Arlington ZBA appeals adverse ruling by state

December 15, 2016:  The proposed development of the Mugar Parcel is headed to the state Housing Appeals Committee for the next round of procedural argument.

Arlington’s Zoning Board of appeals (ZBA) has asserted that the Town has met one of the “safe harbor” thresholds available under Chapter 40B, that of having 1.5% of eligible land area devoted to affordable housing.  If achieved, that status gives the Town more control over 40B projects and limits the developer’s ability to override local zoning and wetlands protections.

Oaktree disputed the Town’s findings, and in its November 25th decision the state Department of Housing and Community Development (DHCD) agreed with Oaktree. These are technical arguments involving precise reading of the statutes, and have never been tested in court. It is likely that the Housing Appeals Committee, a quasi-judicial body housed within DHCD, will side with the developer as it does in the vast majority of cases.

The decision of HAC may take up to eight months, and cannot immediately be appealed to a court of law by either party.  The hearing process on the project itself would have to continue to a conclusion (either an approval, a rejection, or an approval with conditions).  At that time, whichever party continued to dispute the 1.5% calculation could raise it as an issue in a court challenge.

Zoning Board asserts ‘safe harbor’ protection from hostile 40B proposal

September 30, 2016:  The formal hearing process on the Oaktree Development proposal to develop the Mugar site began at the September 27th meeting of the Arlington Zoning Board of Appeals, with the ZBA  asserting that the Town of Arlington has met one of the ‘safe harbor’ criteria provided by Massachusetts Chapter 40B.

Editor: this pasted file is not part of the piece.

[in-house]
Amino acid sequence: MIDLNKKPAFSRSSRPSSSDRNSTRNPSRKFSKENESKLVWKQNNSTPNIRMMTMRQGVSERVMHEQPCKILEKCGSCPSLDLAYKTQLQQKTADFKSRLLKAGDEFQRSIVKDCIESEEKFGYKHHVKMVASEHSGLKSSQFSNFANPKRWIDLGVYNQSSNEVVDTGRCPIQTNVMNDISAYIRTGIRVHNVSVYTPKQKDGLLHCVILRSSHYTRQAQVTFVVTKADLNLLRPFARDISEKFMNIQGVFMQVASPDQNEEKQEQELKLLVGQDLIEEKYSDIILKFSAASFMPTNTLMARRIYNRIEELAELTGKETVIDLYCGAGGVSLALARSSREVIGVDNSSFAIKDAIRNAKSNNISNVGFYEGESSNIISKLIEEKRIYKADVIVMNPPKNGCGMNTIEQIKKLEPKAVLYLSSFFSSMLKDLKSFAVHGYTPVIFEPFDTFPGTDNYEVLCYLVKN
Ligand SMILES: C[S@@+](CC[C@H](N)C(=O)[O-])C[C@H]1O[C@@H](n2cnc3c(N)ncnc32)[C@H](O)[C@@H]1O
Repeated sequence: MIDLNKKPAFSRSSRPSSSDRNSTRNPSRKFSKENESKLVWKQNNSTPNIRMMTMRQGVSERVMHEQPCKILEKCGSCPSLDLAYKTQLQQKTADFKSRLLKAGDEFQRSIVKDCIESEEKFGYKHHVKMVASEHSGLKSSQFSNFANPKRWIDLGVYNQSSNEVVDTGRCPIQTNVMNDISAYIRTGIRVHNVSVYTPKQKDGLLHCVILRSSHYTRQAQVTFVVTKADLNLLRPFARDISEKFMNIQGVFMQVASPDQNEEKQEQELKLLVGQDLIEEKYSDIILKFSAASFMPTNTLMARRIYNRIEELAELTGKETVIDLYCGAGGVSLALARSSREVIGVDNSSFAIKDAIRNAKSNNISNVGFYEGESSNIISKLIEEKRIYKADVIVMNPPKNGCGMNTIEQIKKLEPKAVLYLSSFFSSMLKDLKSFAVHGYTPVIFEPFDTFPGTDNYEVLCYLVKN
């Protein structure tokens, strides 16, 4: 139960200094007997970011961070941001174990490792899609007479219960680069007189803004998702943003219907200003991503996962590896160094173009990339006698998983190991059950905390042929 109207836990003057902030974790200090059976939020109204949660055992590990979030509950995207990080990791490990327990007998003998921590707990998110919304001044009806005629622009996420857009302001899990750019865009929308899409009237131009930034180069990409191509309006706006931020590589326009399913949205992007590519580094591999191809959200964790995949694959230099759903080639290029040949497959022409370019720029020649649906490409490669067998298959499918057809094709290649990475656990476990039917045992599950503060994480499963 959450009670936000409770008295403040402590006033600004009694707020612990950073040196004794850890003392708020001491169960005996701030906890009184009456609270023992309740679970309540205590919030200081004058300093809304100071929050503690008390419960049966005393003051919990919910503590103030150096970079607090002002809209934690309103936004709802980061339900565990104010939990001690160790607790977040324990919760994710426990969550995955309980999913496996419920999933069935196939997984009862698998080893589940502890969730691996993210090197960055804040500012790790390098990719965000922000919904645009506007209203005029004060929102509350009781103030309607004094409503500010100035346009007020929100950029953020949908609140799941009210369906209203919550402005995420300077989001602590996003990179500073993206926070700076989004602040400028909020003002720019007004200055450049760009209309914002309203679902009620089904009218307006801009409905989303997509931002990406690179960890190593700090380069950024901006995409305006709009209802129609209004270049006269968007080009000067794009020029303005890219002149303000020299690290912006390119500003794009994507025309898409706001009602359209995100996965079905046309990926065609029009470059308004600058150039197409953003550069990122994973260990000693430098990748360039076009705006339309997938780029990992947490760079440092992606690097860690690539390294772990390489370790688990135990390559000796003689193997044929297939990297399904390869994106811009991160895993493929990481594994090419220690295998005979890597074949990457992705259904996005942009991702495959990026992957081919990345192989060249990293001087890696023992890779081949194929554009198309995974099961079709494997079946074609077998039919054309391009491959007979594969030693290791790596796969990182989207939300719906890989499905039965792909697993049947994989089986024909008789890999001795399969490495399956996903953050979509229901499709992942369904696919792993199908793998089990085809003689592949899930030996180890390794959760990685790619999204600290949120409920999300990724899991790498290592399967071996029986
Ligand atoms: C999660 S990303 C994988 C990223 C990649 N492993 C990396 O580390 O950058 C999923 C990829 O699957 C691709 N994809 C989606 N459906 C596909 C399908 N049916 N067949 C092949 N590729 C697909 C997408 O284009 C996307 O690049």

If a community can demonstrate that 10% of its housing stock, or 1.5% of its land area, is devoted to qualified affordable housing then it can exercise greater discretion in handling of a 40B application.  Such projects are empowered by 40B to request waivers from local bylaws regarding zoning, wetlands and other restrictions if those restrictions are more stringent than state law, and routinely do so.  And local boards are required to grant them if the stricter local bylaws would render the project “uneconomic”.  However, a Zoning Board can decline any such requests if the community has met one of the “safe harbor” criteria.

The ZBA’s calculations show that Arlington has slightly over 1.5% of its land area in qualified affordable housing.  Oaktree disputes that calculation and announced at the hearing that it would appeal the claim to the state Department of Housing and Community Development (DHCD), which should be expected to render its opinion in roughly 60 days.